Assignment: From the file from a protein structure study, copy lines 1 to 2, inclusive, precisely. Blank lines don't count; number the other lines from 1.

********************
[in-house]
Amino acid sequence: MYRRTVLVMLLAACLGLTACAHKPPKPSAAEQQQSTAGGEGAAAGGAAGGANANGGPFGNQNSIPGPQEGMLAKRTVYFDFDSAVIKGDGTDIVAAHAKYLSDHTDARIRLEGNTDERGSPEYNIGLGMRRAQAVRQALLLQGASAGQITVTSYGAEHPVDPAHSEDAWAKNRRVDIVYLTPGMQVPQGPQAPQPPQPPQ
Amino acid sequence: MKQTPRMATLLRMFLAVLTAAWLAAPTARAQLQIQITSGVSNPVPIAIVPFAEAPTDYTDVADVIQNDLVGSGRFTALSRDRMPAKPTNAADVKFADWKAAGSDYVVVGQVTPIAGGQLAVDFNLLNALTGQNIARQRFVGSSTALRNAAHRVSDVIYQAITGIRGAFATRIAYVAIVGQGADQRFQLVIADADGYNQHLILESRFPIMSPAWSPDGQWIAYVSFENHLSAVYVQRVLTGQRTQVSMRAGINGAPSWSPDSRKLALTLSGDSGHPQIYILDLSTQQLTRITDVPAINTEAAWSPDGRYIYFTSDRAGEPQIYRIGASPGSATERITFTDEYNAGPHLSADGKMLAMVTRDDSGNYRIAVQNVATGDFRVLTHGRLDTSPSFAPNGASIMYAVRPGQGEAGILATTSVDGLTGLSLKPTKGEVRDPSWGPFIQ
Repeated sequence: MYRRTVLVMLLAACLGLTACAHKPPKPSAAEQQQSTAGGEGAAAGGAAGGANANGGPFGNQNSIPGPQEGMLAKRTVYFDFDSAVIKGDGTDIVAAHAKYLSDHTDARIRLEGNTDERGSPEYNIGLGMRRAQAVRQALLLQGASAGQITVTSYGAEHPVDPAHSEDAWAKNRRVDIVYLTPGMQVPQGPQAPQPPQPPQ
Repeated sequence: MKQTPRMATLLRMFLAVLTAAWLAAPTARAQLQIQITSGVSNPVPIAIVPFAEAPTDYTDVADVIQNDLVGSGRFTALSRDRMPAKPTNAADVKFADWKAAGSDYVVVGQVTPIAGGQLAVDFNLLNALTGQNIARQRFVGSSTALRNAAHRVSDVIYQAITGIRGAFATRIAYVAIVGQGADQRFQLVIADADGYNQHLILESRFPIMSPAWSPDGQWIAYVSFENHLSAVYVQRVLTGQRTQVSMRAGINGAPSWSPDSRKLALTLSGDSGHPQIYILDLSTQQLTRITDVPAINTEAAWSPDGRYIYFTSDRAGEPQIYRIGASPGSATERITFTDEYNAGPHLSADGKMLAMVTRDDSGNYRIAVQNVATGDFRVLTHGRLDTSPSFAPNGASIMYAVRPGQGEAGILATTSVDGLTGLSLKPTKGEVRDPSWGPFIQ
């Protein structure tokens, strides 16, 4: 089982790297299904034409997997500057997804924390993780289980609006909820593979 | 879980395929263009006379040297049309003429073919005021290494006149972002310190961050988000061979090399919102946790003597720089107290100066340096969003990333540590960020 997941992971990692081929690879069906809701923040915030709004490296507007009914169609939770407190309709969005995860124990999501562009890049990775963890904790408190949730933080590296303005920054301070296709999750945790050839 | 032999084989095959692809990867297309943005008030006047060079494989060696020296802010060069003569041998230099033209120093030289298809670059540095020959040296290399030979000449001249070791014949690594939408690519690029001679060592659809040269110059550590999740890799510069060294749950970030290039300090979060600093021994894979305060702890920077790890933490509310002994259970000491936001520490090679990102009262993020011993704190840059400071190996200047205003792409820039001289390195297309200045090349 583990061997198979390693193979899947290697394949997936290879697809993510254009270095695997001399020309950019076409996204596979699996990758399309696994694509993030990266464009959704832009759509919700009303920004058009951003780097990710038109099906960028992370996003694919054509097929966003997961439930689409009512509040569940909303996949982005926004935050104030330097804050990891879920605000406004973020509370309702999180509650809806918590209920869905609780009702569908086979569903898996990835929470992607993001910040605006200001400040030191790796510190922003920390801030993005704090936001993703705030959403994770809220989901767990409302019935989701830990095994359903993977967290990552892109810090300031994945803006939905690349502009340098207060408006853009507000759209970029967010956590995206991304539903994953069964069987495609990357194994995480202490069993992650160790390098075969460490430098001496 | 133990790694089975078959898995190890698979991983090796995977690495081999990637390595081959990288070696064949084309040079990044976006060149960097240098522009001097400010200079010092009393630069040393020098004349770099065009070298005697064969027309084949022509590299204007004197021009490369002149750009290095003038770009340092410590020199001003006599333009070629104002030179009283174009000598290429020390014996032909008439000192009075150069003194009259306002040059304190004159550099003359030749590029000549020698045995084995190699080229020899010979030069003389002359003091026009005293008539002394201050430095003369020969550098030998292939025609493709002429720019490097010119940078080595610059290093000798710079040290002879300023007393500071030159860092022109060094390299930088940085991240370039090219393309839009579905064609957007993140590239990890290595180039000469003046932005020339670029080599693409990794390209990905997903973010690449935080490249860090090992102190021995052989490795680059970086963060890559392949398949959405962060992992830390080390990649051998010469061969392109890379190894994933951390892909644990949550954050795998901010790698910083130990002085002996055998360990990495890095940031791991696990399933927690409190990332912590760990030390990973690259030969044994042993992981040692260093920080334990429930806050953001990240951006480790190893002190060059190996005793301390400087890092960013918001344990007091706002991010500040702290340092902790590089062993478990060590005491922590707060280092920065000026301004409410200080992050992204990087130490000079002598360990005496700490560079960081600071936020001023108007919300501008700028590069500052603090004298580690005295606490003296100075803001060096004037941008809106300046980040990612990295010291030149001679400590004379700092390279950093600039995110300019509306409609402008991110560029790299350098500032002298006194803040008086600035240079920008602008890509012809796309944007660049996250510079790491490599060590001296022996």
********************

[in-house]
Amino acid sequence: MYRRTVLVMLLAACLGLTACAHKPPKPSAAEQQQSTAGGEGAAAGGAAGGANANGGPFGNQNSIPGPQEGMLAKRTVYFDFDSAVIKGDGTDIVAAHAKYLSDHTDARIRLEGNTDERGSPEYNIGLGMRRAQAVRQALLLQGASAGQITVTSYGAEHPVDPAHSEDAWAKNRRVDIVYLTPGMQVPQGPQAPQPPQPPQ